From ground-breaking discoveries such as penicillin and insulin, to the development of the MRI body scanner and the creation of Dolly the sheep, the first mammal to be cloned from an adult cell, Scotland has long punched above its weight in life sciences and pharmaceuticals, but how do ensure this continues?
Recognising the strength of these sectors, but also the ever-changing political, cultural and economic times in which we live, Shepherd and Wedderburn has commissioned the University of Strathclyde's Fraser of Allander Institute to consider the challenges and, more importantly, help identify where the exciting opportunities lie for these sectors.
Its initial report, Scotland in 2050: Realising Our Global Potential, has started a conversation with Scottish businesses and organisations active in all sectors of the economy, whose views will inform the Institute's final report, which will be published early next year. We invite you to join that conversation.
In 2017, Life Sciences in Scotland published the Life Sciences Strategy, setting out ambitious targets for the sector to 2025, central to which is increasing total turnover to £8 billion over the next seven years.
While Scotland has excelled historically, we can also learn valuable lessons from other small nations with successful life sciences sectors, such as Belgium, which currently significantly outperforms Scotland.
The broad geographical spread of patients across remote areas of Scotland potentially affords life sciences and e-health companies a group of willing participants for trials of e-health devices, allowing patients to benefit from remote health management.
With pockets of the Scottish population enjoying less than optimal health, Scotland is also a prime candidate for medical research and healthcare studies. However, Brexit may have a significant impact on clinical trials in the UK. Earlier this month, the US-based medical research group Recardio suspended all UK activities due to uncertainty around the approval process for new medicines when the UK leaves the EU.
There are other potential challenges to contend with, ranging from software bugs, glitches and misuse of technology that can lead to mistakes and adverse outcomes for patients. Does Scotland have the skillsets available to take advantage of the opportunities to improve health technologies?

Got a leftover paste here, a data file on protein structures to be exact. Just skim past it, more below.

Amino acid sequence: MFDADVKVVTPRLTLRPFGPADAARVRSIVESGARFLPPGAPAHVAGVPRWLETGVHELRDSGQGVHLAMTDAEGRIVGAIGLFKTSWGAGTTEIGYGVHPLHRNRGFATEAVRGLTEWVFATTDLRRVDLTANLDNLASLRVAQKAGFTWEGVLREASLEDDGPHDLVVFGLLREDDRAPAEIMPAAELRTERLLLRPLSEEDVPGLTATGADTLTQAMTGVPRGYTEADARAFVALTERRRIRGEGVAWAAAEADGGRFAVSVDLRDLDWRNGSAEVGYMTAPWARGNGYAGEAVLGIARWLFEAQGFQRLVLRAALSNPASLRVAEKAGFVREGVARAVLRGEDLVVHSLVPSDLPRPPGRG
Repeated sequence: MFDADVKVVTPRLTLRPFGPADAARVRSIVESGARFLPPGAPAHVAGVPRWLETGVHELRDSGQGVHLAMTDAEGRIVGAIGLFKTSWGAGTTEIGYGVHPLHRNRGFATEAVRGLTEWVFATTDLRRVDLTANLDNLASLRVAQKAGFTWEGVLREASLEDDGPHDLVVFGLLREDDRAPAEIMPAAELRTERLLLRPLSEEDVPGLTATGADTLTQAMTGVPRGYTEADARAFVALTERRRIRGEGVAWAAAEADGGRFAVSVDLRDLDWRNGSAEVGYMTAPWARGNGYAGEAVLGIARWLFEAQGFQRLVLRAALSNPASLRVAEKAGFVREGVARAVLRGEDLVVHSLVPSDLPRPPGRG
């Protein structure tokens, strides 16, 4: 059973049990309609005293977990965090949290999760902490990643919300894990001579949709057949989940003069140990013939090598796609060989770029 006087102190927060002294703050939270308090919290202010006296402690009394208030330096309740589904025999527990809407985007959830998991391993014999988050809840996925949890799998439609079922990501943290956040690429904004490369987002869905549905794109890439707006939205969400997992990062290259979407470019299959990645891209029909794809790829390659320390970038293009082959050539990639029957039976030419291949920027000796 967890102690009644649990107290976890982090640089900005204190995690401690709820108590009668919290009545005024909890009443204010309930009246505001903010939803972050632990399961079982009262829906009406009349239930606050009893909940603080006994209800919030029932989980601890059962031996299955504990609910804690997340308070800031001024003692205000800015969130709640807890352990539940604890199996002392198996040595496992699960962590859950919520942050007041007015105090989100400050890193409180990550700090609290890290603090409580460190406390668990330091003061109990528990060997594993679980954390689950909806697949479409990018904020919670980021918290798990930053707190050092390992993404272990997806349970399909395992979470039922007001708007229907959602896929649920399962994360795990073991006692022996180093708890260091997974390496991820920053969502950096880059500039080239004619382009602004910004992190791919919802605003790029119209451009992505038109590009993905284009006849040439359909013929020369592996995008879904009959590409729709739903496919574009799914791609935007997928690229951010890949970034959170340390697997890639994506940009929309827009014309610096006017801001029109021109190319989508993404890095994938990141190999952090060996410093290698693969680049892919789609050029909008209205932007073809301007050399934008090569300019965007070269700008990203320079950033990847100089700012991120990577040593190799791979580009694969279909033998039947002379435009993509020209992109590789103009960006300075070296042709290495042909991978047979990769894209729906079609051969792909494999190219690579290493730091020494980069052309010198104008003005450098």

Earlier this year, Skills Development Scotland commissioned a report from the Digital Health and Care Institute to analyse the digital health sector.
That report identifies digital technologies as an emerging market and major opportunity.
It found that while Scotland's health and care sectors were catching up on digitisation, skills shortages remain a bottleneck to us fully capitalising on opportunities to design e-health systems and products for rollout to medical staff, here and overseas.
Through conversations with leading professionals in the life sciences, education, healthcare and digital technology sectors, we hope to identify the opportunities as well as ways to address perceived barriers and combine initiatives across these sectors to deliver growth for Scotland.
Existing collaborations between the private sector, Scotland's universities and the National Health Service are a testament to successful, innovative working practices already in place to develop and commercialise new technologies and drugs, create high-value employment, attract the best global talent, and make a positive contribution to Scotland's economy.
Scotland has long been viewed by highly skilled recruits as a fantastic place to live and work and as a top destination for inward and homegrown investment, backed by a number of public sector-led initiatives focused on bringing high value manufacturing to Scotland.
While, for many years, international life sciences businesses have seen Scotland as an attractive destination to establish global operations, is the Scottish business mindset as keenly attuned to the international export opportunities the sector offers?
Undoubtedly, Brexit presents challenges, but these should not be used as an excuse to hunker down.
If sterling remains at depressed levels against other currencies, this presents an opportunity to increase exports, though a lower pound also means higher import costs, and to adapt, businesses will need to source more products domestically so they can remain competitive.
We also see major pharma companies looking to Scotland for research collaborations and high-end projects, but does the sector in Scotland do enough to engage with opportunities for international trade in emerging markets such as Indonesia, Asia and Africa?
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